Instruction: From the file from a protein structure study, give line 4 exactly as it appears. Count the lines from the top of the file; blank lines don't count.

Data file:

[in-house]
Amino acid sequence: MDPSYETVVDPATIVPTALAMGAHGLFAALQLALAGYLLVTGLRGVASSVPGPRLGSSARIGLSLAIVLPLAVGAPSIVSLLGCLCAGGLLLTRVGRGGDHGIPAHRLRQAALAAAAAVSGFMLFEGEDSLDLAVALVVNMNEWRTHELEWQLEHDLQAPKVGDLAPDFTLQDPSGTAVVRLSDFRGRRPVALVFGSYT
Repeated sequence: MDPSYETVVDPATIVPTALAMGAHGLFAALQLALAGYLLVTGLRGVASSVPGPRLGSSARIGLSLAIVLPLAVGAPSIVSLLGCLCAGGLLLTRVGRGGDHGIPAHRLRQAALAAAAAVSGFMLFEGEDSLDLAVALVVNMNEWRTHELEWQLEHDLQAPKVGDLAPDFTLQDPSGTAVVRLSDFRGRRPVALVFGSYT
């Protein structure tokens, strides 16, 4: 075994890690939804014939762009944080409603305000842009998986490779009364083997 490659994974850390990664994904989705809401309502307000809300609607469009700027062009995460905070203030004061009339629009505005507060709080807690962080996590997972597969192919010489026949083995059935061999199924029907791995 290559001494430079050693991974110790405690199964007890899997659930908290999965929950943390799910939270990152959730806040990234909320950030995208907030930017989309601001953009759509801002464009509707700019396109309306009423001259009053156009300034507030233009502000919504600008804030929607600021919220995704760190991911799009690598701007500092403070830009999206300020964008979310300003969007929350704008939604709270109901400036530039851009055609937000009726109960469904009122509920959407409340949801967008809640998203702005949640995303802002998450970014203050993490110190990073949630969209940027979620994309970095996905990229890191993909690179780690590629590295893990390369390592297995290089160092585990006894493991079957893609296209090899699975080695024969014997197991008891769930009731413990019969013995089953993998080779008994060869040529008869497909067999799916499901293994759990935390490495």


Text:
């Protein structure tokens, strides 16, 4: 075994890690939804014939762009944080409603305000842009998986490779009364083997 490659994974850390990664994904989705809401309502307000809300609607469009700027062009995460905070203030004061009339629009505005507060709080807690962080996590997972597969192919010489026949083995059935061999199924029907791995 290559001494430079050693991974110790405690199964007890899997659930908290999965929950943390799910939270990152959730806040990234909320950030995208907030930017989309601001953009759509801002464009509707700019396109309306009423001259009053156009300034507030233009502000919504600008804030929607600021919220995704760190991911799009690598701007500092403070830009999206300020964008979310300003969007929350704008939604709270109901400036530039851009055609937000009726109960469904009122509920959407409340949801967008809640998203702005949640995303802002998450970014203050993490110190990073949630969209940027979620994309970095996905990229890191993909690179780690590629590295893990390369390592297995290089160092585990006894493991079957893609296209090899699975080695024969014997197991008891769930009731413990019969013995089953993998080779008994060869040529008869497909067999799916499901293994759990935390490495």